Proof: The first claim, that ${\displaystyle \mu _{\epsilon }*f\in C^{\infty }(U)}$, follows from the fact that if we choose

${\displaystyle {\tilde {f}}(x)={\begin{cases}f(x)&x\in U\\0&x\notin U\end{cases}}}$

Then, due to the above section about mollifying ${\displaystyle L^{p}}$-functions, we know that the first claim is true.

The second claim follows from the following calculation, using the one-dimensional chain rule:

${\displaystyle {\frac {\partial ^{\alpha }}{\partial x^{\alpha }}}(\mu _{\epsilon }*f)(y)=\int _{\mathbb {R} ^{d}}{\frac {\partial ^{\alpha }}{\partial x^{\alpha }}}\mu _{\epsilon }(y-x)f(x)dx=(-1)^{|\alpha |}\int _{\mathbb {R} ^{d}}{\frac {\partial ^{\alpha }}{\partial y^{\alpha }}}\mu _{\epsilon }(y-x)f(x)dx}$
${\displaystyle =\int _{\mathbb {R} ^{d}}\mu _{\epsilon }(y-x){\frac {\partial ^{\alpha }}{\partial y^{\alpha }}}f(x)dx=(\mu _{\epsilon }*{\frac {\partial ^{\alpha }}{\partial y^{\alpha }}}f)(y)}$

Due to the above secion about mollifying ${\displaystyle L^{p}}$-functions, we immediately know that ${\displaystyle \lim _{\epsilon \to 0}\|\mu _{\epsilon }*{\frac {\partial ^{\alpha }}{\partial y^{\alpha }}}f-f\|=0}$, and the second statement therefore follows from the definition of the ${\displaystyle W^{m,p}(U)}$-norm.

Let ${\displaystyle \Omega \subseteq \mathbb {R} ^{d}}$ be an open set. Then for all functions ${\displaystyle v\in W^{m,p}(\Omega )}$, there exists a sequence of functions in ${\displaystyle C^{\infty }(\Omega )\cap W^{m,p}(\Omega )}$ approximating it.

Proof:

Let's choose

${\displaystyle U_{i}:=\{x\in \Omega :{\text{dist}}(\partial \Omega ,x)>{\frac {1}{i}}\wedge \|x\|

and

${\displaystyle V_{i}={\begin{cases}U_{3}&i=0\\U_{i+3}\setminus {\overline {U_{i+1}}}&i>0\end{cases}}}$

One sees that the ${\displaystyle V_{i}}$ are an open cover of ${\displaystyle \Omega }$. Therefore, we can choose a sequence of functions ${\displaystyle ({\tilde {\eta }}_{i})_{i\in \mathbb {N} }}$ (partition of the unity) such that

1. ${\displaystyle \forall i\in \mathbb {N} :\forall x\in \Omega :0\leq {\tilde {\eta }}_{i}(x)\leq 1}$
2. ${\displaystyle \forall x\in \Omega :\exists {\text{ only finitely many }}i\in \mathbb {N} :{\tilde {\eta }}_{i}(x)\neq 0}$
3. ${\displaystyle \forall i\in \mathbb {N} :\exists j\in \mathbb {N} :{\text{supp }}{\tilde {\eta }}_{i}\subseteq V_{j}}$
4. ${\displaystyle \forall x\in \Omega :\sum _{i=0}^{\infty }{\tilde {\eta }}_{i}(x)=1}$

By defining ${\displaystyle \mathrm {H} _{i}:=\{{\tilde {\eta }}_{j}\in \{{\tilde {\eta }}_{m}\}_{m\in \mathbb {N} }:{\text{supp }}{\tilde {\eta }}_{j}\subseteq V_{i}\}}$ and

${\displaystyle \eta _{i}(x):=\sum _{\eta \in \mathrm {H} _{i}}\eta (x)}$, we even obtain the properties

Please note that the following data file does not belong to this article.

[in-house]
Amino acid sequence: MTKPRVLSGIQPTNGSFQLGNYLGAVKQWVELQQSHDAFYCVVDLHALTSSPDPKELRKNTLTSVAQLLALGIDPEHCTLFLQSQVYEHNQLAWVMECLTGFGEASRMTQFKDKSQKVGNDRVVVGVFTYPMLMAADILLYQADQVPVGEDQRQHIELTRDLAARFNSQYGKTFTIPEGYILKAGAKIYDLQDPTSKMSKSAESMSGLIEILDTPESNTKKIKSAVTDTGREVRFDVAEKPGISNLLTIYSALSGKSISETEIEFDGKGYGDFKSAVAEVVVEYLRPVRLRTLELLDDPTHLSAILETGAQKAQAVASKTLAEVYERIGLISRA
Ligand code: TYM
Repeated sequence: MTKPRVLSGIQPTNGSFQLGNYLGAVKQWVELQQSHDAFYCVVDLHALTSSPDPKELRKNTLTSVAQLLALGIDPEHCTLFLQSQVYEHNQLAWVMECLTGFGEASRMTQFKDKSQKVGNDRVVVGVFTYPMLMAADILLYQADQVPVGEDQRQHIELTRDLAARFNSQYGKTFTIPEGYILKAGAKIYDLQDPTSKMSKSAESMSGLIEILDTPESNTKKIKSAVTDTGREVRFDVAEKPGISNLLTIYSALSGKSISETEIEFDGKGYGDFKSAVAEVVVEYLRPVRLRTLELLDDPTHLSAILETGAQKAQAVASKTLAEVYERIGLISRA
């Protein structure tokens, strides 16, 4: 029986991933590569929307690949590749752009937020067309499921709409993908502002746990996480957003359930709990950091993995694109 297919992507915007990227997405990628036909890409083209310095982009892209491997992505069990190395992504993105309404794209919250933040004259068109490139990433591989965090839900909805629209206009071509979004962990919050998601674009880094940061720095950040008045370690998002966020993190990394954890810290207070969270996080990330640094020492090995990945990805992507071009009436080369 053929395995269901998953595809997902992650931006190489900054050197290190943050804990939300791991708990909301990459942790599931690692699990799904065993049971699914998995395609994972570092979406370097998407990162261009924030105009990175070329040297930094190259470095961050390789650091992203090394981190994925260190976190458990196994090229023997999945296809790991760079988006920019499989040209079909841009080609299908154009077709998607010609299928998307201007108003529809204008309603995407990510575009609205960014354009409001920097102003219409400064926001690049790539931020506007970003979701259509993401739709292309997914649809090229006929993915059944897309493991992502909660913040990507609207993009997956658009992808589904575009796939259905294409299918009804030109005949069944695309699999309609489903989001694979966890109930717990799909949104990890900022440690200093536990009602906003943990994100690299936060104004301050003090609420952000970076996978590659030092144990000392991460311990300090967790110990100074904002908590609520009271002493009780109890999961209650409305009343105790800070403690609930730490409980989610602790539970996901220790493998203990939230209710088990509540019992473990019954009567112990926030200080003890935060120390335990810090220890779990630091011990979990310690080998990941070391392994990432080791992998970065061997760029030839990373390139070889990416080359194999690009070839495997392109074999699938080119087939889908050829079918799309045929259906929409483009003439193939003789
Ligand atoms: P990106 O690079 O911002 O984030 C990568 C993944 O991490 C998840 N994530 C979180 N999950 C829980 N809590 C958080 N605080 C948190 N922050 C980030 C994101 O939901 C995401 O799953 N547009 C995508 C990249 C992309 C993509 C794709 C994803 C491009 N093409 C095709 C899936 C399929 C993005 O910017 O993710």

1. ${\displaystyle \forall i\in \mathbb {N} :\forall x\in \Omega :0\leq \eta _{i}(x)\leq 1}$
2. ${\displaystyle \forall x\in \Omega :\exists {\text{ only finitely many }}i\in \mathbb {N} :\eta _{i}(x)\neq 0}$
3. ${\displaystyle \forall i\in \mathbb {N} :{\text{supp }}\eta _{i}\subseteq V_{i}}$
4. ${\displaystyle \forall x\in \Omega :\sum _{i=0}^{\infty }{\tilde {\eta }}_{i}(x)=1}$

where the properties are the same as before except the third property, which changed. Let ${\displaystyle |\alpha |=1}$, ${\displaystyle \varphi }$ be a bump function and ${\displaystyle (v_{j})_{j\in \mathbb {N} }}$ be a sequence which approximates ${\displaystyle v}$ in the ${\displaystyle L^{p}(\Omega )}$-norm. The calculation

${\displaystyle \int _{\Omega }\eta _{i}(x)v_{j}(x){\frac {\partial ^{\alpha }}{\partial x^{\alpha }}}\varphi (x)dx=-\int _{\Omega }\left({\frac {\partial ^{\alpha }}{\partial x^{\alpha }}}\eta _{i}(x)v_{j}(x)+\eta _{i}(x){\frac {\partial ^{\alpha }}{\partial x^{\alpha }}}v_{j}(x)\right)\varphi (x)dx}$

reveals that, by taking the limit ${\displaystyle j\to \infty }$ on both sides, ${\displaystyle v\in W^{m,p}(\Omega )}$ implies ${\displaystyle \eta _{i}v\in W^{m,p}(\Omega )}$, since the limit of ${\displaystyle \eta _{i}(x){\frac {\partial ^{\alpha }}{\partial x^{\alpha }}}v_{j}(x)}$ must be in ${\displaystyle L^{p}(\Omega )}$ since we may choose a sequence of bump functions ${\displaystyle \varphi _{k}}$ converging to 1.

Let's choose now

${\displaystyle W_{i}={\begin{cases}U_{i+4}\setminus {\overline {U_{i}}}&i\geq 1\\U_{4}&i=0\end{cases}}}$

We may choose now an arbitrary ${\displaystyle \delta >0}$ and ${\displaystyle \epsilon _{i}}$ so small, that

1. ${\displaystyle \|\eta _{\epsilon _{i}}*(\eta _{i}v)-\eta _{i}v\|_{W^{m,p}(\Omega )}<\delta \cdot 2^{-(j+1)}}$
2. ${\displaystyle {\text{supp }}(\eta _{\epsilon _{i}}*(\eta _{i}v))\subset W_{i}}$

Let's now define

${\displaystyle w(x):=\sum _{i=0}^{\infty }\eta _{\epsilon _{i}}*(\eta _{i}v)(x)}$

This function is infinitely often differentiable, since by construction there are only finitely many elements of the sum which do not vanish on each ${\displaystyle W_{i}}$, and also since the elements of the sum are infinitely differentiable due to the Leibniz rule of differentiation under the integral sign. But we also have:

${\displaystyle \|w-v\|_{W^{m,p}(\Omega )}=\left\|\sum _{i=0}^{\infty }\eta _{\epsilon _{i}}*(\eta _{i}v)-\sum _{i=0}^{\infty }(\eta _{i}v)\right\|_{W^{m,p}(\Omega )}\leq \sum _{i=0}^{\infty }\|\eta _{\epsilon _{i}}*(\eta _{i}v)-\eta _{i}v\|_{W^{m,p}(\Omega )}<\delta \sum _{i=0}^{\infty }2^{-(j+1)}=\delta }$

Since ${\displaystyle \delta }$ was arbitrary, this finishes the proof.

Let ${\displaystyle \Omega }$ be a bounded domain, and let ${\displaystyle \partial \Omega }$ have the property, that for every point ${\displaystyle x\in \partial \Omega }$, there is a neighbourhood ${\displaystyle {\mathcal {U}}_{x}}$ such that

${\displaystyle \Omega \cap {\mathcal {U}}_{x}=\{(x_{1},\ldots ,x_{d})\in \mathbb {R} ^{d}:x_{i}

for a continuous function ${\displaystyle f}$. Then every function in ${\displaystyle W^{m,p}(\Omega )}$ can be approximated by ${\displaystyle C^{\infty }({\overline {\Omega }})}$-functions in the ${\displaystyle W^{m,p}(\Omega )}$-norm.

Proof:

to follow


## Sources

 Partial Differential Equations ← Characteristic equations Sobolev spaces Calculus of variations →